Misclassification of workers: a costly issue
Karyn Forbes, partner (left) and Jeanine Kilgallen, assosicate attorney (right)
Misclassification of workers as independent contractors remains a top employment law problem area, frequently resulting in fines, orders for back wage payments, penalties and an array of headaches for unsuspecting employers. Proper classification of workers can be difficult for several reasons:
- There is no singular definition of employee or independent contractor under federal or state law.
- An agreement between an employer and a worker that the worker is an independent contractor may have little, and in some instances, no legal significance. Independent contractor is a legal status determined by factors that go beyond the employer’s and employee’s desire to contract for work on a certain basis. Written agreements can be quite helpful, but are not dispositive.
- Both federal and state policy has been trending towards classifying workers as employees due to perceived governmental and individual worker benefits from employee payroll withholding, workers’ compensation and unemployment insurance.
- The relationship between employer and worker frequently evolves over time, and even a well-intentioned employer can find that a worker once properly classified as an independent contractor has now become misclassified.
Overall, an independent contractor is generally someone who holds himself or herself out separately from the employer, and agrees to carry out responsibilities typically imposed on an employer. Other indicators of an independent contractor are maintaining a separate business checking account, invoicing for work completed, having more than one client, having his or her own tools, and setting his or her own hours. An employee, on the other hand, generally performs duties directed or controlled by the employer, receives training for work to be done, works for only one employer, and uses tools and equipment supplied by the employer.
These factors, however, are not exhaustive, and for some tests, one factor may be enough to control the outcome. Although a written agreement between an employer and independent contractor is not dispositive, a carefully crafted document helps establish parameters and expectations of the relationship going forward. It can also provide useful evidence that required criteria have been met.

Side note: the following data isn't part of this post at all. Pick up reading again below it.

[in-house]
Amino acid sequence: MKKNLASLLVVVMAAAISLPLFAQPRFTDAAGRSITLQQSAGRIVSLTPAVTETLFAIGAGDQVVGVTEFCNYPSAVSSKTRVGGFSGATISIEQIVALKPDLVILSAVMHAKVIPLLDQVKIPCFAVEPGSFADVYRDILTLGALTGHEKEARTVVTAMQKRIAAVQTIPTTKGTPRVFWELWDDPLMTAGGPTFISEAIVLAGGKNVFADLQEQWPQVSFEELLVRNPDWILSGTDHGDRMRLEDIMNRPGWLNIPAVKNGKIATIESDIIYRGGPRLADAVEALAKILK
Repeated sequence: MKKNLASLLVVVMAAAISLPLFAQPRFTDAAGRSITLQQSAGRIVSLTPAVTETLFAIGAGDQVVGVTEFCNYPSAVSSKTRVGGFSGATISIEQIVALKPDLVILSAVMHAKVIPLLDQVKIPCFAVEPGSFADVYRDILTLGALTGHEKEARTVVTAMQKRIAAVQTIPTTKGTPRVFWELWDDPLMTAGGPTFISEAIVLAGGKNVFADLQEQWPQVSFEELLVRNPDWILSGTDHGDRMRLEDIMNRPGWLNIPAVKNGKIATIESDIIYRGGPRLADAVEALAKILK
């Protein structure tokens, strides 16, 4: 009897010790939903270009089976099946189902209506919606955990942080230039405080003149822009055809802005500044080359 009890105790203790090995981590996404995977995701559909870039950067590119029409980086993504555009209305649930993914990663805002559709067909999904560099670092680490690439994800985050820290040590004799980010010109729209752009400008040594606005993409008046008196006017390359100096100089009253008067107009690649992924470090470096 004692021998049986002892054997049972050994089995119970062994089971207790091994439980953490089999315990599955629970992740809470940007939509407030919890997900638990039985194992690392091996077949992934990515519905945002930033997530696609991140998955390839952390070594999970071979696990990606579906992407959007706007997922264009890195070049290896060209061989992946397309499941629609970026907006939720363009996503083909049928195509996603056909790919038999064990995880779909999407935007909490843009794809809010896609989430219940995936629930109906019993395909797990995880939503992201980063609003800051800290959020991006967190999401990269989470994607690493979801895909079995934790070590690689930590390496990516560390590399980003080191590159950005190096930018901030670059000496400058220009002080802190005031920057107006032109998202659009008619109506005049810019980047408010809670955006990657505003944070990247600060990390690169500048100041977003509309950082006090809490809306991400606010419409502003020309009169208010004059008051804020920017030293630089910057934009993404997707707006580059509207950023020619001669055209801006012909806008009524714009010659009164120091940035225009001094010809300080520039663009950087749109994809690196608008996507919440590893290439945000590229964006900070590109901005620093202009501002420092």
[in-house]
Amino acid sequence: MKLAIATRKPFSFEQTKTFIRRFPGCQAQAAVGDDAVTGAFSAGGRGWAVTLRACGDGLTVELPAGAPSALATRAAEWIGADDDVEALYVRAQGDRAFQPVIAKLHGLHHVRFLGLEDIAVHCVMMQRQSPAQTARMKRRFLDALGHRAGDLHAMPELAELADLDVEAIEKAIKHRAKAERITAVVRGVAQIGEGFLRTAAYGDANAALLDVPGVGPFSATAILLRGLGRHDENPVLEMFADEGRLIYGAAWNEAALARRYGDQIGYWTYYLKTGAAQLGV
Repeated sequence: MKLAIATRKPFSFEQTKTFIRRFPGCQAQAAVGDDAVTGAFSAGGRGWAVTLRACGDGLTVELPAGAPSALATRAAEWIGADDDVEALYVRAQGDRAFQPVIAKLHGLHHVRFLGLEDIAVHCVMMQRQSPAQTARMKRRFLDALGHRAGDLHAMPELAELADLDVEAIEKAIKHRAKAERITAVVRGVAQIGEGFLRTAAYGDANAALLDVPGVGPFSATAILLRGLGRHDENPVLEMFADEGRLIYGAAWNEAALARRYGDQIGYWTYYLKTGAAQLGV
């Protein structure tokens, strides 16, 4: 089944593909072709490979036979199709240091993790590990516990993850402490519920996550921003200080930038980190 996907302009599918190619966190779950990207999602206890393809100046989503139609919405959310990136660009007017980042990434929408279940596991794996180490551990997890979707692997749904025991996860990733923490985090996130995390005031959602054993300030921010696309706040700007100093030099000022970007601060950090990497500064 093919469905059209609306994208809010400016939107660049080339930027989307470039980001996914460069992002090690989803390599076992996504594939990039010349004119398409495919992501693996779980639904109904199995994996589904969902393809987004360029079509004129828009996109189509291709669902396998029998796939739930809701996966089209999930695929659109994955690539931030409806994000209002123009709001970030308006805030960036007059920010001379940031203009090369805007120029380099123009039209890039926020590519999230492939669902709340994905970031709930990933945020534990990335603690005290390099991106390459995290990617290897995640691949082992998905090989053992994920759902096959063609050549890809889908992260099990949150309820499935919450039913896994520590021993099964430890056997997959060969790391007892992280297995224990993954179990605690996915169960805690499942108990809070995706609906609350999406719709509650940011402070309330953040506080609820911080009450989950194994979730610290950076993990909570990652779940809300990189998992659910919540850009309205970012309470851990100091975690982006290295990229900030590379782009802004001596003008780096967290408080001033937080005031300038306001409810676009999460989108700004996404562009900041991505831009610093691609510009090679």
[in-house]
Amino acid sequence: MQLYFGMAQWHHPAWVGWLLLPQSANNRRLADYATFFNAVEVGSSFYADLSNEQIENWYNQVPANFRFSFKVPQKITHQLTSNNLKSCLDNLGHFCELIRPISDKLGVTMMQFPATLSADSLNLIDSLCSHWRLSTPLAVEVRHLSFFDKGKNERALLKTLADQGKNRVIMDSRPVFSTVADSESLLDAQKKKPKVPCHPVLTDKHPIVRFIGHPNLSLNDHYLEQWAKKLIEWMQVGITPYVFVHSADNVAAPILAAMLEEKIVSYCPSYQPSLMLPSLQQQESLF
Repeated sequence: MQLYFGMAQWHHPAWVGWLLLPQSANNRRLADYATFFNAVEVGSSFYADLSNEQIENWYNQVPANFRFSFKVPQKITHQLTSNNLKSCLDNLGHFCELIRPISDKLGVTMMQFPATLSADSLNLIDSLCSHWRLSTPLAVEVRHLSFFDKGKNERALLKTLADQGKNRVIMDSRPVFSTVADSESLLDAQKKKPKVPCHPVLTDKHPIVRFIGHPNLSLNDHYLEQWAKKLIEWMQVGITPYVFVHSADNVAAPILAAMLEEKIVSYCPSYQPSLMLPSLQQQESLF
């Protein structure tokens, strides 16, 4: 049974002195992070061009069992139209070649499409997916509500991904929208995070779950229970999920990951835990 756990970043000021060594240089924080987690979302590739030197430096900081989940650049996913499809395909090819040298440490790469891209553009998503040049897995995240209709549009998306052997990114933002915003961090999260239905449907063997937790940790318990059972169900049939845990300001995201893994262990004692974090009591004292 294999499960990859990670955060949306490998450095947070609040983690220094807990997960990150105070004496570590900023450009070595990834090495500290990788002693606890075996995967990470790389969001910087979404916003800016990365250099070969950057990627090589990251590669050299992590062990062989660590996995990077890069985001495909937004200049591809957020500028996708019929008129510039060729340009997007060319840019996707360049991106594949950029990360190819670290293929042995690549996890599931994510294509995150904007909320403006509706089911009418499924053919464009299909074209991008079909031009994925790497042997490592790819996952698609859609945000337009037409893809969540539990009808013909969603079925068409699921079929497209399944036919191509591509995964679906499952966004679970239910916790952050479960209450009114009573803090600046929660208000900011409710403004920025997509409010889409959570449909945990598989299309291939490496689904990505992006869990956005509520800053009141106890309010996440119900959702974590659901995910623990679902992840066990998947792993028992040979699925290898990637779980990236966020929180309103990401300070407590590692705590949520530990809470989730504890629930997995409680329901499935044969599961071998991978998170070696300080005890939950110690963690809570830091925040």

In short, proper classification of workers can be complicated, and employers should take steps to ensure that workers are properly classified. Where employers wish to engage a worker as an independent contractor, they should consult with legal counsel to structure the relationship and accompanying independent contractor agreement carefully.
Karyn Forbes is a partner at Shaheen & Gordon and a member of the firm’s employment law practice group. She serves as general outside counsel to companies, counseling business owners on employment matters, financing, succession planning, corporate governance and general business and litigation matters. Her practice also includes representing commercial clients who are seeking developing real estate, forming commercial enterprises, and re-structuring closely-held businesses. She can be contacted at 603-225-7262 or email@example.com.
Jeanine Kilgallen is an associate attorney at Shaheen & Gordon and a member of the firm’s employment law practice group. Her employment practice includes assisting employers with drafting and implementing effective workplace policies, conducting audits and investigations, and advising employers on handling a variety of difficult workplace issues. She can be contacted at 603-617-3041 or firstname.lastname@example.org.